Concussion Injury Lawsuit Filed Against University of Illinois; Cites Improper Protocol

What are the civil ramifications for colleges and universities that fail to follow proper procedures when a concussion is suspected?

In recent years, the lifelong implications of an untreated concussion have received an unprecedented amount of attention. Until recently, concussions were relatively unheard of - and certainly did not necessarily require an athlete to leave the field or forgo practicing the next day. That is, however, until several veteran professional and collegiate athletes began to seek compensation for the permanent neurological damage that can occur if a concussion is left untreated or is aggravated by further immediate physical activity.

In the wake of the concussion storm, groups like the NCAA and high school athletic associations implemented strict protocols that must be followed if an athlete is suspected to have sustained a concussion in practice or during competition. The regulations span virtually every sport, and are considered mandatory - not discretionary - rules designed to mitigate player injury.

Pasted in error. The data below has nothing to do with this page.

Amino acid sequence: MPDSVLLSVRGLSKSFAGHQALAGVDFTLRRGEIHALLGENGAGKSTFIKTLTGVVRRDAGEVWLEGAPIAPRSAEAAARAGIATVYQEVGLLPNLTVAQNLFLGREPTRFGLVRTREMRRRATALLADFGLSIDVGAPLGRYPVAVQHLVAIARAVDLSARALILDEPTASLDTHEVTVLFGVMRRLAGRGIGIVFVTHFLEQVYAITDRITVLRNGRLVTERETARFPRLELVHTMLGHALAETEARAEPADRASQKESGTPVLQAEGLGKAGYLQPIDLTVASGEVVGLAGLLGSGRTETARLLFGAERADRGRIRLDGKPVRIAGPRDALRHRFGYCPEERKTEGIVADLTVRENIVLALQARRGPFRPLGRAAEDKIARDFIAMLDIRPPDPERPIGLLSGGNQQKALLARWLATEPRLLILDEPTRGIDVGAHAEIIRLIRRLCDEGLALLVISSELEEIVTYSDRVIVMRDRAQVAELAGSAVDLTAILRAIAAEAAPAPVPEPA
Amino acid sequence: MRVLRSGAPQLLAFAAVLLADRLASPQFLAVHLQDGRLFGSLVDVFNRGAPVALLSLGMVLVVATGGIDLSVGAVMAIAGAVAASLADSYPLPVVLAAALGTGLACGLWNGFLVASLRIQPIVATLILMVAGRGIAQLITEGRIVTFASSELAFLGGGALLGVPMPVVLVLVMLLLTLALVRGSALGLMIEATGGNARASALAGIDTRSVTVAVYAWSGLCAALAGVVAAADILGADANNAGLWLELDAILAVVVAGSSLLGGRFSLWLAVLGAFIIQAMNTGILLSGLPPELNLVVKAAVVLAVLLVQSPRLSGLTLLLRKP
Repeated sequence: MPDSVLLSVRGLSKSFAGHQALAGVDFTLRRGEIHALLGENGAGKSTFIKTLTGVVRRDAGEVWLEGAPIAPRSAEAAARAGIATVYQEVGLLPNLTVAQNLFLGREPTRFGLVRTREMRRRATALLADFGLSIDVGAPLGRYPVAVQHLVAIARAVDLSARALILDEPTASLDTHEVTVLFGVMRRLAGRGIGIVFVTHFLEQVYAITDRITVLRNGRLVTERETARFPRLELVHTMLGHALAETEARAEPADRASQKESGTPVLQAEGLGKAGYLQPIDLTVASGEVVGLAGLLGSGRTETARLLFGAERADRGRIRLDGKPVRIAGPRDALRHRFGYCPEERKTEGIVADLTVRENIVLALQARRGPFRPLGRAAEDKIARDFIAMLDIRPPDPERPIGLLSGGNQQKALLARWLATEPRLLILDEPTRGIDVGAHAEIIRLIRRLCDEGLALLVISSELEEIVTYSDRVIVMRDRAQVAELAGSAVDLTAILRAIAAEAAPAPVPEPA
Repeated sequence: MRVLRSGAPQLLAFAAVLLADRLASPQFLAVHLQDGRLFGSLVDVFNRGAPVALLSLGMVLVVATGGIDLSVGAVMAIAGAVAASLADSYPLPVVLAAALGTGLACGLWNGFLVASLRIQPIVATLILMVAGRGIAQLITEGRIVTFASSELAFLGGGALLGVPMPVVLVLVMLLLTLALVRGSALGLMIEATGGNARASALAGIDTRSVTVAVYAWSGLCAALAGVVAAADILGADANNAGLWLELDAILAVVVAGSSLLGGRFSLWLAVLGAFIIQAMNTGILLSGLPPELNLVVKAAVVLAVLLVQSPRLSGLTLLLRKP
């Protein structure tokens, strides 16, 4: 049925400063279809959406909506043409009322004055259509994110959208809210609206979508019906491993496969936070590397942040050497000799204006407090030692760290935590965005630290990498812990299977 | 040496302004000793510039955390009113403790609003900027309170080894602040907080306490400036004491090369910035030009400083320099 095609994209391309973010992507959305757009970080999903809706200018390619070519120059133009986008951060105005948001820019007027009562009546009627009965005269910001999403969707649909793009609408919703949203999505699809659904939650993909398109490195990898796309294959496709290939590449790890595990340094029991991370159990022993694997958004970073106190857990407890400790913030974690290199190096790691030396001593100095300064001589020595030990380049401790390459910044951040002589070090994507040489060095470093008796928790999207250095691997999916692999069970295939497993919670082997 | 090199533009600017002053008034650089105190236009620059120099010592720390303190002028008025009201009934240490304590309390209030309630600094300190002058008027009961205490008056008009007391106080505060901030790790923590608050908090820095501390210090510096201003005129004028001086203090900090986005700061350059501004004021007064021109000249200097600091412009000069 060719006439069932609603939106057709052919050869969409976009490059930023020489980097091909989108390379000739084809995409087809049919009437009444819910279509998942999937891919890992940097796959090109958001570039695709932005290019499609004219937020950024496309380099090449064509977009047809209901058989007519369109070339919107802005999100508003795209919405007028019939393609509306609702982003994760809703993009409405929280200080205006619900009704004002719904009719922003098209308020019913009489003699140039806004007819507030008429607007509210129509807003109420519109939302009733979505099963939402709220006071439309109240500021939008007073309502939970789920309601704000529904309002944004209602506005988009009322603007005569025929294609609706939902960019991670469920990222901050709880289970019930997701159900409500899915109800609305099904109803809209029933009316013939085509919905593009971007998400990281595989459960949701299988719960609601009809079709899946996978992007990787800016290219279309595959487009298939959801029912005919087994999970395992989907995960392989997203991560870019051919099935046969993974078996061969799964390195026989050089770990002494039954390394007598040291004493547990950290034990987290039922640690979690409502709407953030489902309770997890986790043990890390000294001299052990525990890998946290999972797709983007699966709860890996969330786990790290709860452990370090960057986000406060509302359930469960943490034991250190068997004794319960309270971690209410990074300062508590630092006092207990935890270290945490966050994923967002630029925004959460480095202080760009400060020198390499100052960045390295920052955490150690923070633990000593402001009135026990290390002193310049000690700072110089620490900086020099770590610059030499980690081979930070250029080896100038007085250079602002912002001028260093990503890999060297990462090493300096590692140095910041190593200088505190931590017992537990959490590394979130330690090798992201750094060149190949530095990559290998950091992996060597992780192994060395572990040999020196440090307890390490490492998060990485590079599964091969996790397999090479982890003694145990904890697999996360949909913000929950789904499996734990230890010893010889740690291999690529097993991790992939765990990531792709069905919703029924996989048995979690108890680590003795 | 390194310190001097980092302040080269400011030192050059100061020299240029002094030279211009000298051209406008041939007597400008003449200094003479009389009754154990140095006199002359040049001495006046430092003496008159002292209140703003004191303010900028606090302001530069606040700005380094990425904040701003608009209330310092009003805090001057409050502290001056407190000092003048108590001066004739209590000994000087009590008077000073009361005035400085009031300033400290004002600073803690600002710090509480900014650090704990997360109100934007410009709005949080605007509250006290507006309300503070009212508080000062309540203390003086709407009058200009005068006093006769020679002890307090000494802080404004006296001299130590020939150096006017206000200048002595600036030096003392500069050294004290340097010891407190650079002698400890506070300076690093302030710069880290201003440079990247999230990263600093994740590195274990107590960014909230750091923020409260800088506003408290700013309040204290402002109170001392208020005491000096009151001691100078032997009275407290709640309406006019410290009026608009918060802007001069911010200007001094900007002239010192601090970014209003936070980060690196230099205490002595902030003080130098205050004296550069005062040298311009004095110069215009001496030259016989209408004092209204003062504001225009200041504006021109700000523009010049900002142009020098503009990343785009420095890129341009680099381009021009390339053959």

Illinois Alleged to Have Failed to Follow Protocol

In June, 2015, a 20-year old former Division I collegiate soccer player initiated a lawsuit against the University of Illinois, alleging it failed to follow proper concussion protocol when she was injured during a game. In October, 2014, the then nineteen-year-old came into contact with an opposing player from fellow Big 10 rival Northwestern University, causing her to collapse to the ground and experience difficulty returning to her feet.

Since then, the player has had to forgo further participation on the team, suffers from post-concussion syndrome, has endured memory problems, and is in near-constant pain. At the time of the incident, she was instructed to prepare for the next weeks' big game against Rutgers University - despite having not received medical clearance from the university's doctors. She played for 25 minutes in that game before sitting out. The following week, she endured additional injury at a game against the University of Maryland - a game which lasted well into overtime. It was after that match that her symptoms worsened, and the university's physician declared her unfit to continue playing soccer. The following semester, she was unable to handle a two-course workload, and eventually withdrew from the school.

The former soccer star has initiated a personal injury lawsuit, and is seeking at least $50,000 in damages.

If you recently experienced a personal injury and would like to speak with a reputable legal representative, please contact the experienced Chicago, Waukegan and McHenry attorneys at Ryan Ryan & Landa today by calling (847)416-1989.

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